The Seattle City Council was set to approve a new 10-year franchise agreement with Comcast on Wednesday, but now city officials are pressing pause after seeing what the cable giant did in Philadelphia.
In a letter to Comcast, penned by Mayor Ed Murray and Councilmember Bruce Harrell, city officials were “disappointed to learn of the franchise agreed to between Comcast and the City of Philadelphia.”
On Thursday, Comcast inked a 15-year franchise deal with Philadelphia city officials that included agreements like offering its Internet Essentials service to more low-income households — not just to families with kids enrolled in reduced-fare lunch programs at school, like the proposed deal in Seattle mandates. It will also offer more discounts to senior citizens.
“The City will hold consideration of Council Bill 118549, which would approve the Comcast Franchise agreement, until Seattle’s agreement is significantly improved,” the letter reads.
The council was set to vote on the proposed deal on Dec. 7 after the council’s technology committee unanimously approved the agreement on Wednesday.
City of Seattle CTO Michael Mattmiller told GeekWire that the current agreement “represent a good value for Seattle in light of increased competition in the cable television and digital video marketplace.” Comcast, which serves nearly 150,000 customers in Seattle, also offered to include free cable service to City government and education facilities, a $50,000 digital equity grant, and 600 free cable modem Internet connections for non-profit organizations.
“This package exceeds the value of franchises negotiated with cities similar to Seattle in recent years,” Mattmiller added.
But the city was “surprised” to learn Thursday evening that Comcast was offering low-income citizens in Philadelphia — where the company is headquartered — even more discounts on Internet.
“Affordability and equity are core values in our Seattle community,” he said.
Added Murray: “Having seen the commitment towards equity and affordability in Philadelphia, we believe the people of Seattle deserve the same level of commitment from Comcast.”
Comcast spokesman Walter Neary told GeekWire that the company is “open to additional dialogue.” Here’s a statement from Comcast:
“Comcast believes that the current agreement as approved by the Public Safety, Civil Rights and Technology Committee offers numerous benefits to consumers, meeting and exceeding those offered by our competitors in Seattle. We respect the City’s desire to discuss different alternatives and we are open to additional dialogue.”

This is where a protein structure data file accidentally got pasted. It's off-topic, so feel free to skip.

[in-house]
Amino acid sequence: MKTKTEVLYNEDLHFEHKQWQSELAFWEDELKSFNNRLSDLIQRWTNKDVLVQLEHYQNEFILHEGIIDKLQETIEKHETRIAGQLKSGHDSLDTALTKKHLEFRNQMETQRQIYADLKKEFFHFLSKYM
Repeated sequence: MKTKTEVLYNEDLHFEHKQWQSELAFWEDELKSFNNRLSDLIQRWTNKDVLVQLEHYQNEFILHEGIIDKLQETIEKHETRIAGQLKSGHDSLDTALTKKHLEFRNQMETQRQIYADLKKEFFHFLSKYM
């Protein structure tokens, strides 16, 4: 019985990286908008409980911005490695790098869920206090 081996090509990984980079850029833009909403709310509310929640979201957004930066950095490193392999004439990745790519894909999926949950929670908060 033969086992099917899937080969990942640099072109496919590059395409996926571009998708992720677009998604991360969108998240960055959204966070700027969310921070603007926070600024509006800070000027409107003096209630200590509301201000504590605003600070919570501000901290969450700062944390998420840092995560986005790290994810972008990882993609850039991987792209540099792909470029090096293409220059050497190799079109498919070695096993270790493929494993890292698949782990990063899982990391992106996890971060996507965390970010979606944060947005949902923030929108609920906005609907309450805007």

Neary added that the Seattle market represents the company’s highest usage rate of Internet Essentials customers across the country, with more than 30 percent of eligible families participating.
The proposed franchise agreement would take effect on Jan. 21 of next year and last a decade. Comcast signed its current deal in 2006. The company says the proposed deal is “pro consumer” and will “yield the City revenue in excess of $250 million dollars.”
Comcast competes with Wave Broadband and CenturyLink in Seattle, which both have similar franchise agreements with the city. Last month, the City Council voted against a $5 million municipal broadband pilot program, delivering a major blow to groups that want to see the Internet treated like a public utility akin to electricity.
In June, a city-commissioned study showed that building a municipal gigabit fiber network in Seattle would cost $480 million to $665 million — less than past projections, but still too much for the city to take on without outside financing or a major partnership.
The proposed franchise agreement “has no impact on our broadband plans,” Mattmiller added.
“It would not preclude our ability to be a municipal broadband provider in the future, should it become financially feasible to build such a system,” he said.